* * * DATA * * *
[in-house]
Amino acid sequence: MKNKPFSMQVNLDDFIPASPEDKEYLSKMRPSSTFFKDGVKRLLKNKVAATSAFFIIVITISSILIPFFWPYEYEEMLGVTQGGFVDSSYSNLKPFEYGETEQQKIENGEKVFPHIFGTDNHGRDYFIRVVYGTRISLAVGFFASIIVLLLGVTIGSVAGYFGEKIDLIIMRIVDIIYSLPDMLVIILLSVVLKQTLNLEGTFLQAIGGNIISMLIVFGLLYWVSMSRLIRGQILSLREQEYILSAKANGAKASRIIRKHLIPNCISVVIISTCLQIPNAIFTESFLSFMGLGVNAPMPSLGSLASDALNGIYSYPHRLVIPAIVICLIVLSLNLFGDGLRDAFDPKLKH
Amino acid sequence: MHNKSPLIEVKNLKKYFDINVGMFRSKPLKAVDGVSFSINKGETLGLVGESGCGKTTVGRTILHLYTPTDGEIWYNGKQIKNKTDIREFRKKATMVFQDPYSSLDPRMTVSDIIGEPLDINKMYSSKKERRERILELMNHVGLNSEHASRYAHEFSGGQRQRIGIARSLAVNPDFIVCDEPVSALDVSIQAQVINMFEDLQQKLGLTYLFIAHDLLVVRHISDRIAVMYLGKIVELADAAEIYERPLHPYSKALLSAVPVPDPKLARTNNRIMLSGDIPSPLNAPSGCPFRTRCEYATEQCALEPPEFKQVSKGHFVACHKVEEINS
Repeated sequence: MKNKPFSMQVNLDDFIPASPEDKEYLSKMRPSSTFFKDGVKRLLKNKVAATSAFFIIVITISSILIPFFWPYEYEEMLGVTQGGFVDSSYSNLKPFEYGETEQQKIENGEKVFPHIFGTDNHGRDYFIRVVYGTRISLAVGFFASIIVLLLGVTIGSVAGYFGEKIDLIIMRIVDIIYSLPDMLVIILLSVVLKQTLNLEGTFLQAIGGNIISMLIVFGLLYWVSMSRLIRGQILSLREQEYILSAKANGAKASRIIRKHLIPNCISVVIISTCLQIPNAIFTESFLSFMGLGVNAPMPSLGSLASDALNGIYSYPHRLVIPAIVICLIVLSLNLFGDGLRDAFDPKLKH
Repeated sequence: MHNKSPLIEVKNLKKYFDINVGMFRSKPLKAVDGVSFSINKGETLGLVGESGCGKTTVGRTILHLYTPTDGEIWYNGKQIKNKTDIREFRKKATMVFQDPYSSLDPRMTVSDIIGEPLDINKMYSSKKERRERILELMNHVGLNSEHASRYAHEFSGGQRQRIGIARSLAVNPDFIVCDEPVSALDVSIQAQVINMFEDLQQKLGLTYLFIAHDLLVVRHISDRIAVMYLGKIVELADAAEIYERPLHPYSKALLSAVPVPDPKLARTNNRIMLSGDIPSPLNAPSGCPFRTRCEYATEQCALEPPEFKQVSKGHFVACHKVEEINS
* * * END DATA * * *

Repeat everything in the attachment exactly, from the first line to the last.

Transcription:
[in-house]
Amino acid sequence: MKNKPFSMQVNLDDFIPASPEDKEYLSKMRPSSTFFKDGVKRLLKNKVAATSAFFIIVITISSILIPFFWPYEYEEMLGVTQGGFVDSSYSNLKPFEYGETEQQKIENGEKVFPHIFGTDNHGRDYFIRVVYGTRISLAVGFFASIIVLLLGVTIGSVAGYFGEKIDLIIMRIVDIIYSLPDMLVIILLSVVLKQTLNLEGTFLQAIGGNIISMLIVFGLLYWVSMSRLIRGQILSLREQEYILSAKANGAKASRIIRKHLIPNCISVVIISTCLQIPNAIFTESFLSFMGLGVNAPMPSLGSLASDALNGIYSYPHRLVIPAIVICLIVLSLNLFGDGLRDAFDPKLKH
Amino acid sequence: MHNKSPLIEVKNLKKYFDINVGMFRSKPLKAVDGVSFSINKGETLGLVGESGCGKTTVGRTILHLYTPTDGEIWYNGKQIKNKTDIREFRKKATMVFQDPYSSLDPRMTVSDIIGEPLDINKMYSSKKERRERILELMNHVGLNSEHASRYAHEFSGGQRQRIGIARSLAVNPDFIVCDEPVSALDVSIQAQVINMFEDLQQKLGLTYLFIAHDLLVVRHISDRIAVMYLGKIVELADAAEIYERPLHPYSKALLSAVPVPDPKLARTNNRIMLSGDIPSPLNAPSGCPFRTRCEYATEQCALEPPEFKQVSKGHFVACHKVEEINS
Repeated sequence: MKNKPFSMQVNLDDFIPASPEDKEYLSKMRPSSTFFKDGVKRLLKNKVAATSAFFIIVITISSILIPFFWPYEYEEMLGVTQGGFVDSSYSNLKPFEYGETEQQKIENGEKVFPHIFGTDNHGRDYFIRVVYGTRISLAVGFFASIIVLLLGVTIGSVAGYFGEKIDLIIMRIVDIIYSLPDMLVIILLSVVLKQTLNLEGTFLQAIGGNIISMLIVFGLLYWVSMSRLIRGQILSLREQEYILSAKANGAKASRIIRKHLIPNCISVVIISTCLQIPNAIFTESFLSFMGLGVNAPMPSLGSLASDALNGIYSYPHRLVIPAIVICLIVLSLNLFGDGLRDAFDPKLKH
Repeated sequence: MHNKSPLIEVKNLKKYFDINVGMFRSKPLKAVDGVSFSINKGETLGLVGESGCGKTTVGRTILHLYTPTDGEIWYNGKQIKNKTDIREFRKKATMVFQDPYSSLDPRMTVSDIIGEPLDINKMYSSKKERRERILELMNHVGLNSEHASRYAHEFSGGQRQRIGIARSLAVNPDFIVCDEPVSALDVSIQAQVINMFEDLQQKLGLTYLFIAHDLLVVRHISDRIAVMYLGKIVELADAAEIYERPLHPYSKALLSAVPVPDPKLARTNNRIMLSGDIPSPLNAPSGCPFRTRCEYATEQCALEPPEFKQVSKGHFVACHKVEEINS